The President of the International Naturist Organisation (INF), Ms Sieglinde Ivo gave her contribution by commenting on the relative drop in the number of nudists in Croatia, which is due to a number of reasons. ‘The first reason is that nudists tend to be loyal to their chosen location. When nudists were obliged to leave Croatia and go to neighbouring countries because of the war, then they stayed there even after it was over. The second factor is “ideology”, because nudists who practise direct and personal contact expect strict nudism without clothed guests at the campsite,’ according to Ms Ivo.
During the conference a committee member of the International Federation of Camping and Caravanning (FICC), Mr Eero Ollila, spoke about his experience with Croatian campsites: ‘[…] while visiting campsites in 2010 I found that campsites in Croatia were managed with quality, pleasantness and professionalism. I hope I will have the opportunity of promoting Croatian campsites to Scandinavian campers.’
Ms Irina Patrascu addressed the conference on behalf of the International Automobile Federation (FIA) in a bid to present the new features and benefits of the Camping Card International (CCI). ‘FIA has started a new website, offering an online search engine, a web map which allows campers to pinpoint campsites and basic campsite info. Campsite managers themselves can keep this information up to date. Furthermore, a new application for the iPhone and for Android is being developed alongside Facebook and Twitter pages.’
Mr Johannes Pijnenburg, representative for camping at the Dutch touring club ANWB, mentioned the needs of Dutch campers and the club’s ambitions. He said, ‘Croatia is an important destination for us and is also the fastest growing one. Moreover, out of 1,400 campsites visited around the world, two Croatian campsites rank first and eleventh. However, Croatia still ranks quite low on the list of destinations frequented by the Dutch, 40 per cent of whom choose France. Unemployment in the Netherlands is low, but camping is very popular. 1.3 million families in the country go camping, with one million of them being ANWB members.’ Mr Pijnenburg offered some specific recommendations on how to approach the Dutch market and presented the club’s new camping card and web portal. He touched on the large untapped potential of Croatian campsites in attracting Dutch tourists and encouraged them to join the ANWB booking system to accommodate for the high interest shown by its clubs and members.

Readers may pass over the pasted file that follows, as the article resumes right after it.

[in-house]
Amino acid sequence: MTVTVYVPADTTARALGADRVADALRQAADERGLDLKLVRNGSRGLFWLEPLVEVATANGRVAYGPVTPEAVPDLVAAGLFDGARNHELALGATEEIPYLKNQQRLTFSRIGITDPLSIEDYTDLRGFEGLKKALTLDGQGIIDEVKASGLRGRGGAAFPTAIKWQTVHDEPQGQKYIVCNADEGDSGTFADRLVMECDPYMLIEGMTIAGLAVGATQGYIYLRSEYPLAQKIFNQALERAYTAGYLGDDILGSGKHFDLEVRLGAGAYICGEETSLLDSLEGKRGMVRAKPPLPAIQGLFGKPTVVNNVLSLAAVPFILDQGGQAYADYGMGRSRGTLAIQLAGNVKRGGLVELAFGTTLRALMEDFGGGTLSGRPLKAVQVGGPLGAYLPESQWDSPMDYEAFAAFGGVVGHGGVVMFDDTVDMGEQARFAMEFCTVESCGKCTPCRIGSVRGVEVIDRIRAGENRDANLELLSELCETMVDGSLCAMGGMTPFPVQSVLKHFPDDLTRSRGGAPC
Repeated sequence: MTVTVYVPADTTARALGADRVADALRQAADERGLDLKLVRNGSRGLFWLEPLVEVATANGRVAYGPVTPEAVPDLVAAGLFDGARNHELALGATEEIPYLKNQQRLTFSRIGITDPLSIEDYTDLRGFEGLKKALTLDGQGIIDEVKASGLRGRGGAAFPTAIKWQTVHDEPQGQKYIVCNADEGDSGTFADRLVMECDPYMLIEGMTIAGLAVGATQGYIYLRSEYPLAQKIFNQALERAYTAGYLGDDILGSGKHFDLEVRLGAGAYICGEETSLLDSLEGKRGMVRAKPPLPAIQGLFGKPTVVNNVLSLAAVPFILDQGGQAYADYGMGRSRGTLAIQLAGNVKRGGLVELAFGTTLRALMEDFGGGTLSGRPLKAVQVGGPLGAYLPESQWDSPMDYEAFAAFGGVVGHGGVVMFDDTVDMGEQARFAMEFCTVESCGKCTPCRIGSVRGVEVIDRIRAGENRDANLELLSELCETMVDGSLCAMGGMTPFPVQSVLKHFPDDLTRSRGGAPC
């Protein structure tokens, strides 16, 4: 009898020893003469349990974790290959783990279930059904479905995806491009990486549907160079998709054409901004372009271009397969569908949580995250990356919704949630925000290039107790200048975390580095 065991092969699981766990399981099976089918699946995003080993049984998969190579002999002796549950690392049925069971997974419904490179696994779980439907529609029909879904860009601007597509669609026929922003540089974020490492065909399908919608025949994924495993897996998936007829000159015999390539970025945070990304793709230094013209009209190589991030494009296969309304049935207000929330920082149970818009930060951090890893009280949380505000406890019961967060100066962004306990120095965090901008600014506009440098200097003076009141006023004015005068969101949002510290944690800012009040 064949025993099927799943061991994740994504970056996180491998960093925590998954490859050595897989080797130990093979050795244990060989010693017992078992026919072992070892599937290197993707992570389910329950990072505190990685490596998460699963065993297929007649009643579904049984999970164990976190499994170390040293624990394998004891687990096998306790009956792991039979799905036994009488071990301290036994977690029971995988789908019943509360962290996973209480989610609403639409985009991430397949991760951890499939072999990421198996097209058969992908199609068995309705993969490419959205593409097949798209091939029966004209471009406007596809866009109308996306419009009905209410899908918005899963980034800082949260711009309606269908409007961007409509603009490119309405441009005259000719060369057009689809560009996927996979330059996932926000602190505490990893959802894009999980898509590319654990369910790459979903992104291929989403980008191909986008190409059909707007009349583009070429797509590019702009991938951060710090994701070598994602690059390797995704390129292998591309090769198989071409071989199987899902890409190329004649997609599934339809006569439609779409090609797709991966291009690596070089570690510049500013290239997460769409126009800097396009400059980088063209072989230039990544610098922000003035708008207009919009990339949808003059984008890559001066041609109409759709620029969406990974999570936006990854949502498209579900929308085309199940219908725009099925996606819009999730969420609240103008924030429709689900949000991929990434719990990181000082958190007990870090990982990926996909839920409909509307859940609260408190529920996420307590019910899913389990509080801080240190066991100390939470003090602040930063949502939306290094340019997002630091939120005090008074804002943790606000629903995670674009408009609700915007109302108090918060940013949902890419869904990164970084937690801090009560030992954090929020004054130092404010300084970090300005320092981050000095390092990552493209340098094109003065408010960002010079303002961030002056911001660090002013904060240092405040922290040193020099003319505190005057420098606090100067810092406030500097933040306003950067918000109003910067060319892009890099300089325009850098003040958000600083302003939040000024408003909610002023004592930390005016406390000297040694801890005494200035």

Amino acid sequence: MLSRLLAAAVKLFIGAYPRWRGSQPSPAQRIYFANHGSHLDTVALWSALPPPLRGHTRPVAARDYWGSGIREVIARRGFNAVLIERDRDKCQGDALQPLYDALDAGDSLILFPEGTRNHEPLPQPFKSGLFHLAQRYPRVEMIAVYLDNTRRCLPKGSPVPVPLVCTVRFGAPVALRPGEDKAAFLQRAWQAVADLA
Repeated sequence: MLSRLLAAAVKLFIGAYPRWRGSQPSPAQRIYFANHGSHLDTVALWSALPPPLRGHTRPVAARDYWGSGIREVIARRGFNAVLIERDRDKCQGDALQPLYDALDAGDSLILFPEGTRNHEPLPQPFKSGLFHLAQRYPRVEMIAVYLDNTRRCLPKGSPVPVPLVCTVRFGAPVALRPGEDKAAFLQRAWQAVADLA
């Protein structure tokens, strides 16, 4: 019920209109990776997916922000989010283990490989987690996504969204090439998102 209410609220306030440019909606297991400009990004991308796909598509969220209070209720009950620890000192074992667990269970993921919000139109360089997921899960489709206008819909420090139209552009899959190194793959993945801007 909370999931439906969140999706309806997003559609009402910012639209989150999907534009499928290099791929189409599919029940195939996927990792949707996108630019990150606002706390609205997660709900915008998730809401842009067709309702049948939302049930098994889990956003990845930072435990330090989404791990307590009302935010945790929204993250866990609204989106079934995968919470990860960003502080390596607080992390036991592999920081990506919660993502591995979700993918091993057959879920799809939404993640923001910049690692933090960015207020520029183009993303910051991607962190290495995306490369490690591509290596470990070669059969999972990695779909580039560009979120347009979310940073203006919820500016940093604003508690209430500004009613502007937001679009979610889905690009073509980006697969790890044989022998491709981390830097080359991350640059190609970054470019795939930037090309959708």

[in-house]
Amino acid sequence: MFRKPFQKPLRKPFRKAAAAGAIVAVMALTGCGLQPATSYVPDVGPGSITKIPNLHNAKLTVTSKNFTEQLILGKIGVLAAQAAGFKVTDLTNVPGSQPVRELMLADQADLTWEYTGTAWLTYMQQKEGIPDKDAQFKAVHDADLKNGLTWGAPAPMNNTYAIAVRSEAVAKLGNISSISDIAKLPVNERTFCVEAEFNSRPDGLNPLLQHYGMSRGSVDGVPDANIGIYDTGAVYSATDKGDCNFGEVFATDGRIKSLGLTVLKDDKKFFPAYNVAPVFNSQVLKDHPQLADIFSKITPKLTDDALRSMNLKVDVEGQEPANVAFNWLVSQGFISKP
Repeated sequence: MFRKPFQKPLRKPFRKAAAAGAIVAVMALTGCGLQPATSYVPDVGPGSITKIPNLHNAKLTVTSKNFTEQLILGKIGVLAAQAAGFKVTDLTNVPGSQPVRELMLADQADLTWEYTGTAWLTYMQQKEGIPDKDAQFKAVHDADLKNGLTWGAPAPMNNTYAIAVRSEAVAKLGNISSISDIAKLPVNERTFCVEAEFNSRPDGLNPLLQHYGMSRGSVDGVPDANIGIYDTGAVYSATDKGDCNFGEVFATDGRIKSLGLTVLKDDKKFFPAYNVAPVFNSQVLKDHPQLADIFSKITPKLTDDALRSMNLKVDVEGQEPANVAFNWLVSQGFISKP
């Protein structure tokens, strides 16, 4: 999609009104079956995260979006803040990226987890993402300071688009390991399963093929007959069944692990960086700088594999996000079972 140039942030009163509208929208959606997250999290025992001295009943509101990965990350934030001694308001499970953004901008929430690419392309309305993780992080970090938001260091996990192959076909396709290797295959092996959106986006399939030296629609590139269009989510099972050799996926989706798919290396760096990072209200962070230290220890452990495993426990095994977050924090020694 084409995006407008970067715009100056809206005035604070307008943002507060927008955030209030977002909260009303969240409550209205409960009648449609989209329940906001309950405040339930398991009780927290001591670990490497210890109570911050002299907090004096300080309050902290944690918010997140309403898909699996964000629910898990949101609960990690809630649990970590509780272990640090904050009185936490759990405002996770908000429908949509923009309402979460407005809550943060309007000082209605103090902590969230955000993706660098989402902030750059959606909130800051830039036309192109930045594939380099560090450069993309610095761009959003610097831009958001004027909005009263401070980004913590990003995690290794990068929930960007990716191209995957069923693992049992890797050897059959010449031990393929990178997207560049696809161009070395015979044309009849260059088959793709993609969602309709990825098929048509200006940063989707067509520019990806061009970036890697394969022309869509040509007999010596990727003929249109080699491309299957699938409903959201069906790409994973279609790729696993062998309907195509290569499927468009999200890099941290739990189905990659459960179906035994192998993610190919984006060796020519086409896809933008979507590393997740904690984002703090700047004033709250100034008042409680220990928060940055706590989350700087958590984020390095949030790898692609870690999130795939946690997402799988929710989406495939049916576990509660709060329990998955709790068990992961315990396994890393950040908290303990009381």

This year’s campsite quality survey results were presented by Ms Irena Rozic from HAK. The traditional survey is carried out in cooperation with the Croatian Camping Union and the Croatian Camping Association. The survey tested 84 campsites in 2011, dividing them in three categories by size – large, medium and small. The survey comprised of a preparation phase, a field-testing phase from 1 July to 24 August and by a phase in which results were analysed. Points were weighted and awarded on the basis of specific criteria. On top of that 14 campsites were supervised. In September, just as the year before, the three camps that had constantly been among the best in the previous surveys received special recognition. Those campsites were Zaton, near Zadar, Politin on the island of Krk and the Jasenovo campsite in Zaboric, near Sibenik.
‘New award categories were introduced for the best nudist campsite and the best inland camp,’ highlighted Ms Rozic. The best nudist camp was Valalta in Rovinj, while the recognition for the best inland campsite went to camp Slapic in Duga Resa.
Among small campsites, the best one was camp Palma in Kuciste on the island of Peljesac, the runner-up was camp Adriatic in Mokalo also on the island of Peljesac, while the third best campsite was Ulika in Rovinj.
Of the medium-sized campsites, the best was Oaza Mira in the village of Drage near Pakostan, the runner-up was Vira on the island of Hvar, while Kozarica in Pakostan was the third best campsite.
The number one campsite among the large ones was Strasko in Novalja on the island of Pag, the second spot went to Solaris in the Solaris resort near Sibenik, and third place was assigned to Bi-Village in Fazana.
More information on the event and on the campsite survey results can be found at the HAK website: www.hak.hr or at the Ministry of Tourism website: http://www.mint.hr/default.aspx?id=7568
Contact person: Alan Vojvodic,
099 2118 008, firstname.lastname@example.org